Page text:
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Market values and inflation

My posting on the Roman horse and rider found just outside Cambridge has prompted a few interesting (private) comments. The piece was sold on May 1, 2008 for £10,200. I added:
The piece can remain in Britain if a purchaser is willing to acquire it "at the recommended price of £22,066.81"
So although market forces in May 2008 suggested that the piece was worth £10,200, its present owner (a client of TimeLine Originals) places a higher value on it. (I am grateful to Brett Hammond for confirming this today.)

Then consider the fourteenth century astrolabe quadrant "Found during an archaeological watching brief in Canterbury by the Canterbury Archaeological Trust in 2005"; elsewhere, "It was found in 2005, associated with other medieval material on the site of an earlier inn just outside Canterbury Westgate on the road to London." It was then sold at Bonhams for £138,000 in March 2007 (see BBC News). A temporary export bar was placed on the astrolabe (see "Time ticks on rescue of rare 14th century pocket astrolabe quadrant", DCMS Press Release). The new price was much higher: "at the recommended price of £350,000 excluding VAT". It was saved for the nation thanks to grants from the National Lottery Heritage Fund (£125,000) (press release), The Art Fund (£50,000), and the British Museum Friends (£175,000). The Art Fund website gives the vendor as Trevor Philip and Sons Ltd.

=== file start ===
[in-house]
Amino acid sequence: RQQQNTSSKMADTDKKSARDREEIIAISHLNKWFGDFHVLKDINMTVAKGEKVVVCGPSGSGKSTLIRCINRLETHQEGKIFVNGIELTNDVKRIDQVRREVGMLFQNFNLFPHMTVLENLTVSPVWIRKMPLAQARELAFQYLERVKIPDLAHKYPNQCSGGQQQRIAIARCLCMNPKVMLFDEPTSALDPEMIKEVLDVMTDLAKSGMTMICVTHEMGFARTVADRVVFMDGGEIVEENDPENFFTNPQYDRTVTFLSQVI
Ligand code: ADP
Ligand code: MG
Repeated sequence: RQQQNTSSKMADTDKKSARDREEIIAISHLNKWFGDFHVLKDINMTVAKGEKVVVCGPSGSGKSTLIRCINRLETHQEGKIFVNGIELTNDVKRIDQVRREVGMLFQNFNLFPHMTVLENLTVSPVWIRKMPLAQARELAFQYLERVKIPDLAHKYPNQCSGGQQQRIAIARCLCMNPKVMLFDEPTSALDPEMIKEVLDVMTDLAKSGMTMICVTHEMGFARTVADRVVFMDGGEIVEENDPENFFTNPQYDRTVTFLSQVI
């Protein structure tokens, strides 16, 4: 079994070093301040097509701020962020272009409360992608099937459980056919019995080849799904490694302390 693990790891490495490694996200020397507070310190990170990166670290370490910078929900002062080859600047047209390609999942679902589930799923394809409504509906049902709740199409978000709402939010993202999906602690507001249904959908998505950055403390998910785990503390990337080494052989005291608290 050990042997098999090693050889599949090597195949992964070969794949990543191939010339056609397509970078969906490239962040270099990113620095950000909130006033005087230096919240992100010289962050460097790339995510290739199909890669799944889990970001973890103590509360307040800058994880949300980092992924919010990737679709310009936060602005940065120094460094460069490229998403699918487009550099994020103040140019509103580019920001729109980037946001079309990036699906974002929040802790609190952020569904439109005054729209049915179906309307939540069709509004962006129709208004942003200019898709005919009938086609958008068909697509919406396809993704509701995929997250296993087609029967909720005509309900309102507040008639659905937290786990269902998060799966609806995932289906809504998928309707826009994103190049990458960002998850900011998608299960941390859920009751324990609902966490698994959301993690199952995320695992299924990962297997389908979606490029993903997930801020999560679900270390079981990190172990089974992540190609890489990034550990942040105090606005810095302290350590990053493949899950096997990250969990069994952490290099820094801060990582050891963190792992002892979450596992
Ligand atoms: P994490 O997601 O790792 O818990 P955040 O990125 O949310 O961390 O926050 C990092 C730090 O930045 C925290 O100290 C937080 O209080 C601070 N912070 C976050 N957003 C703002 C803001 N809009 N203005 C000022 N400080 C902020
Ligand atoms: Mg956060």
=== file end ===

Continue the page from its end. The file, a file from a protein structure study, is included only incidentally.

Let me give another example, the gold coin of Coenwulf, king of Mercia "Discovered by a metal detector user near Biggleswade, Bedfordshire in 2001." The piece was then sold for £230,000 at Spinks (see BBC News). Its export was halted (see "Culture Minister Defers Export Of Rare Gold Coin", DCMS Press Release) and the coin was saved for the nation in 2006 for a sum of £357,832 (see BBC News). This included support from The National Heritage Memorial Fund (£225,000) (Press Release) and The Art Fund (£60,000). The coin was purchased from Davissons Ltd.

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